Riverside Manager awarded for “Everybody In” allocation during COVID-19 lockdown
A Riverside housing manager who has been helping rough sleepers to find hotels to stay in during the coronavirus lockdown, has been awarded the prestigious High Sheriff of Greater Manchester Award.
Kath Meighan has been helping manage emergency accommodation for homeless people at the Holiday Inn Express in Gorton, Manchester.
This supported service was set up as part of the government’s “Everybody In” campaign to protect rough sleepers from the spread of the virus.
She was given the special recognition from the High Sheriff of Greater Manchester Eamonn O’Neal, after being nominated by the local authority.
Kath said: “Receiving this award is amazing but it’s not just for me, it is thanks to all of the team working there. Our success is testament to the hard work from my colleagues at Riverside, together with security and hotel staff there, making it a positive collaborative effort from everyone.
“We have such a diverse team from young to mature, BAME staff and people with lived experience of homelessness. I’m very honoured to receive the award.”
People staying in the hotel have slept rough for many years and have varying complex needs for drug and alcohol misuse, so it was vital that support was available to them through specialist mental health and addiction services to help them during the lockdown.
What next for those sleeping rough in Manchester
The initiative started in late March, with more than 250 people who had been sleeping rough were put up in 12 premises – mostly hotels – around Manchester to help keep them safe from Covid-19.
The Council says that many have made real progress in improving their personal circumstances during that time, thanks to the stability and security on offer and increased engagement with the support available.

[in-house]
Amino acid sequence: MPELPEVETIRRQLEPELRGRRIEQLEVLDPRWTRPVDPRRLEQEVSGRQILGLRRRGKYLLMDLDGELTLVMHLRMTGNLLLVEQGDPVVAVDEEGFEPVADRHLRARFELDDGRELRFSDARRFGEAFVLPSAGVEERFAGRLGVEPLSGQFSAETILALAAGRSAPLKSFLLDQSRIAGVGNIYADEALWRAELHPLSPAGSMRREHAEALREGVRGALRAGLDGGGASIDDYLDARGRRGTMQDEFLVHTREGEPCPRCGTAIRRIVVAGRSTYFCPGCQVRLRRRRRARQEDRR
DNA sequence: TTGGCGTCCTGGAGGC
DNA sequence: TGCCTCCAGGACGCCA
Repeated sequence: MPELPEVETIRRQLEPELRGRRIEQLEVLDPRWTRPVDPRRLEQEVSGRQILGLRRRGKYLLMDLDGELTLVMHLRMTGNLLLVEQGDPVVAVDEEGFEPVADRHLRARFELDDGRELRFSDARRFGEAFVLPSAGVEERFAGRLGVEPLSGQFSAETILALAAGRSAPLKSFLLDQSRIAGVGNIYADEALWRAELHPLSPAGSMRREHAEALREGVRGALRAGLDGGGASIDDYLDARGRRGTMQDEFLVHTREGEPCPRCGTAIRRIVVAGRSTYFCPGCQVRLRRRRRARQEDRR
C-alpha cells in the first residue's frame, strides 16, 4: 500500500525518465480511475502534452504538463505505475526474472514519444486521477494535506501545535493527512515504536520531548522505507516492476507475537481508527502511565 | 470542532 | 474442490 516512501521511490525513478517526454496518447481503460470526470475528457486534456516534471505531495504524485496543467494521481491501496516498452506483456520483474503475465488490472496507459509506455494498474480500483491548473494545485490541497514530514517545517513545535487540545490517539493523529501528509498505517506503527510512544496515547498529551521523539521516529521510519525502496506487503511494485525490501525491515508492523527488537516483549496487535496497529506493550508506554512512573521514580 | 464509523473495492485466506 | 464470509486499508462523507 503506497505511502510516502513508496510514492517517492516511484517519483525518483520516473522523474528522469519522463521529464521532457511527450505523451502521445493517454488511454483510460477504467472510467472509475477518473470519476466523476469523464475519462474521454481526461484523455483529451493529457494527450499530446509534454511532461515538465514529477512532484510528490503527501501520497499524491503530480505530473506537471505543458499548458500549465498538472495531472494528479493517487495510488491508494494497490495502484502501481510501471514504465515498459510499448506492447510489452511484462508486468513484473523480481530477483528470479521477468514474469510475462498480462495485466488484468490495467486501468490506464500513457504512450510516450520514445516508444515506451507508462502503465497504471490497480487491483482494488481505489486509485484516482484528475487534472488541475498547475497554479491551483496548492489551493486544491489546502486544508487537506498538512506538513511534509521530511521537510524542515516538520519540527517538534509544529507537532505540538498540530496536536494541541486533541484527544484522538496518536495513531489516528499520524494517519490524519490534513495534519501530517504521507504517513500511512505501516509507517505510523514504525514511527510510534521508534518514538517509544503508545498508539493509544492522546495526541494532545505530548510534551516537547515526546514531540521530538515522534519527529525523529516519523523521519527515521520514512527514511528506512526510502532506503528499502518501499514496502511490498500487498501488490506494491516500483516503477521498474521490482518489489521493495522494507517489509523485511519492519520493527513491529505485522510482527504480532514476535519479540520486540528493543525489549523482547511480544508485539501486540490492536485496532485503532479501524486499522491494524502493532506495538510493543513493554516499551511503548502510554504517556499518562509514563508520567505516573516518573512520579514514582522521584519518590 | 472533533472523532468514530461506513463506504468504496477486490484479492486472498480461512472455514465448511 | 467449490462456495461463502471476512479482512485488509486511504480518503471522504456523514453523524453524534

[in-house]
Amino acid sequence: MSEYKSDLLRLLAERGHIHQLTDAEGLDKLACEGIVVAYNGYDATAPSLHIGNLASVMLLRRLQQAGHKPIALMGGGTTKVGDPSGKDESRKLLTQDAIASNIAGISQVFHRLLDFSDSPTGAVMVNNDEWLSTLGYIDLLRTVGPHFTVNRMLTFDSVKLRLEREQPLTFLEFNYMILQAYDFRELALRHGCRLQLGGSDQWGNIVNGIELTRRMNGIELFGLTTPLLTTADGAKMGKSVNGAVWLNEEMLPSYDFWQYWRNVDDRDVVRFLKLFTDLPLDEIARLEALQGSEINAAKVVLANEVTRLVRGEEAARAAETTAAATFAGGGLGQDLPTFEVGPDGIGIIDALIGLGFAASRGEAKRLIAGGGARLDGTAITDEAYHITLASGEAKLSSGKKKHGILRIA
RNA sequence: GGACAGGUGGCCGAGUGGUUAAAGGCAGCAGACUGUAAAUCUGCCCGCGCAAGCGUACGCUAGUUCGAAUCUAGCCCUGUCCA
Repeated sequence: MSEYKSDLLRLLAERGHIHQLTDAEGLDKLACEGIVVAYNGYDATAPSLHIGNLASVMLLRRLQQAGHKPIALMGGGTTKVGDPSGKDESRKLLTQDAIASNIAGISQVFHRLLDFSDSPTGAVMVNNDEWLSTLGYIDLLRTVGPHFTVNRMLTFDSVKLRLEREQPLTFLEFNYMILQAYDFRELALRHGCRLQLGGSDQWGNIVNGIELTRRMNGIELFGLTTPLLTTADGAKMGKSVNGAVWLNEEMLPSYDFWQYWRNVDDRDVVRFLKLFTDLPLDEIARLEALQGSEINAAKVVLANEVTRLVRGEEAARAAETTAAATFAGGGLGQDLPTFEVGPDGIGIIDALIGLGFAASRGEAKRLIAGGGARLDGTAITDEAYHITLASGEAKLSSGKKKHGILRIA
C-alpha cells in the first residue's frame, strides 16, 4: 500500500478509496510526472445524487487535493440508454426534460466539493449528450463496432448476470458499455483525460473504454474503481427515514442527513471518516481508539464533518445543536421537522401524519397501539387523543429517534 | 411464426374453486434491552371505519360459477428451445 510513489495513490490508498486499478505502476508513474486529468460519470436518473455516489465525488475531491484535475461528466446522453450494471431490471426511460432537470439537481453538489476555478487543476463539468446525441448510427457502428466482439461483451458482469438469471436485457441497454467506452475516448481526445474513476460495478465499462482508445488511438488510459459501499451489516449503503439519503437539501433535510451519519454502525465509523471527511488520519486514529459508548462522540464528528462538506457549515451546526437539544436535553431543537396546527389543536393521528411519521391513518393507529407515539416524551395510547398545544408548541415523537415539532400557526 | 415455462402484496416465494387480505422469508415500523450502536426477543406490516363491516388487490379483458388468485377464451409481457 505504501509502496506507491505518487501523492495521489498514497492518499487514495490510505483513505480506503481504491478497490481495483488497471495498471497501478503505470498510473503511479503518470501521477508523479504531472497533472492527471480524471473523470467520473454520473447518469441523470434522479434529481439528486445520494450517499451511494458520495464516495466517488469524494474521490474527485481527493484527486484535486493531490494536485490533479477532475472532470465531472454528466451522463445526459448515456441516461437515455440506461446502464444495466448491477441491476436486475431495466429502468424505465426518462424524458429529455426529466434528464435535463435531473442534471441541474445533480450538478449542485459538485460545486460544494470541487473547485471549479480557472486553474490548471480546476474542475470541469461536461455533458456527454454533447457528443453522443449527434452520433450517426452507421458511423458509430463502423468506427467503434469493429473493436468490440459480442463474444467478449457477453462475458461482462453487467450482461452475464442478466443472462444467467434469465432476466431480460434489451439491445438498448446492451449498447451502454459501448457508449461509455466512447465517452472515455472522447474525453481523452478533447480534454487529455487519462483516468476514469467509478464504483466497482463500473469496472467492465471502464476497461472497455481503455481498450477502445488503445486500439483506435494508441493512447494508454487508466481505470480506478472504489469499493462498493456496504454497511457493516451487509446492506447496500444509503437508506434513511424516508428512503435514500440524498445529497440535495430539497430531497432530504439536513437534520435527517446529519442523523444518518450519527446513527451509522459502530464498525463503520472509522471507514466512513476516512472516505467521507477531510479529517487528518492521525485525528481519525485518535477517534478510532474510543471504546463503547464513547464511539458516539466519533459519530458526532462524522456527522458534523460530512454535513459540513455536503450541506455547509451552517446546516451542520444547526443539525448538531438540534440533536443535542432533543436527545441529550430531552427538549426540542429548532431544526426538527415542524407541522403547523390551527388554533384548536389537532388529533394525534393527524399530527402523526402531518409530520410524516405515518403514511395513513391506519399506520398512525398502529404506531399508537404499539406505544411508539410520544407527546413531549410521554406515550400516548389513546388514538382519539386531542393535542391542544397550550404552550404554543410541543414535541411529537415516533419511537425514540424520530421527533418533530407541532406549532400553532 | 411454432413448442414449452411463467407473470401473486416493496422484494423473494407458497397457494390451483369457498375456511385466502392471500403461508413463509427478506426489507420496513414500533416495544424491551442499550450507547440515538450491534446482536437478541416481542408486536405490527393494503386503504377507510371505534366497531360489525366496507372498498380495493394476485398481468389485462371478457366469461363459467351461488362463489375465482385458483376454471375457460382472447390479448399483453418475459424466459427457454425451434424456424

This has included addressing addictions to drugs or alcohol, and being linked into GPs for other health issues.
Unfortunately with government funding for the “Everybody In” scheme finishing at the end of June, there has been a lot of uncertainty about what would happen next.
Manchester City Council pledged it would do everything possible to prevent anyone who had been accommodated having to return to the streets, and to try and provide a housing solution for everyone.
Regrettably though, out of the 200 homeless people put up in the Manchester hotels, forty-seven were asked to leave or have left voluntarily due to problems adapting to living in the hotels.
The Council confirmed that those being asked to leave had been involved in incidents involving drug use, violence or antisocial behaviour. Whilst the others are believed to have abandoned their rooms after finding it difficult to adapt to life off the streets or adhering to rules surrounding physical distancing and a no smoking policy within rooms.
Their whereabouts now are unknown as the council only records where those in temporary housing are staying.
Richard Leese, the council’s leader, said: “At the best of times it is extremely challenging to support people dealing with issues such as poor mental health, addiction or other complex needs, not taking into account the extreme situation we are faced with.
“Our staff are working very hard to manage what is a very difficult situation, but we are also reliant on our residents behaving responsibly and sticking to social distancing guidelines, not just for their own benefit but for those around them.”
The council’s efforts are part of a £5m scheme set up by Greater Manchester Combined Authority (GMCA), which covers 10 local authorities within the region, to house rough sleepers and people who had been living in shared accommodation during the outbreak.
GMCA says it exceeded its target by giving 1,140 people a place to self-isolate.
There have been other difficulties in implementing the programme. In March the Greater Manchester mayor, Andy Burnham, said he was “extremely disappointed” after Britannia Hotels evicted the homeless people it had agreed to accommodate.
Below, a previously rough sleeper Simon talks to the BBC Radio Talk about his experience of homelessness and the security provided to him during the Covid-19 pandemic. Simon had been sleeping in shop doorways in Manchester for three years when the coronavirus pandemic reached the UK. Suddenly, as the government released emergency funding to get people sleeping rough off the streets during lockdown, Simon found himself being offered an en suite room at the Holiday Inn. This is the story of the unprecedented operation to get the country’s street homeless inside – told through one hotel in Manchester. The experience has been transformational for some, including Simon – proof that radical change can happen and happen fast. Government ministers say this is an opportunity to end rough sleeping “for good”. But homelessness charities are warning that as emergency funding runs out, people will end up back on the streets.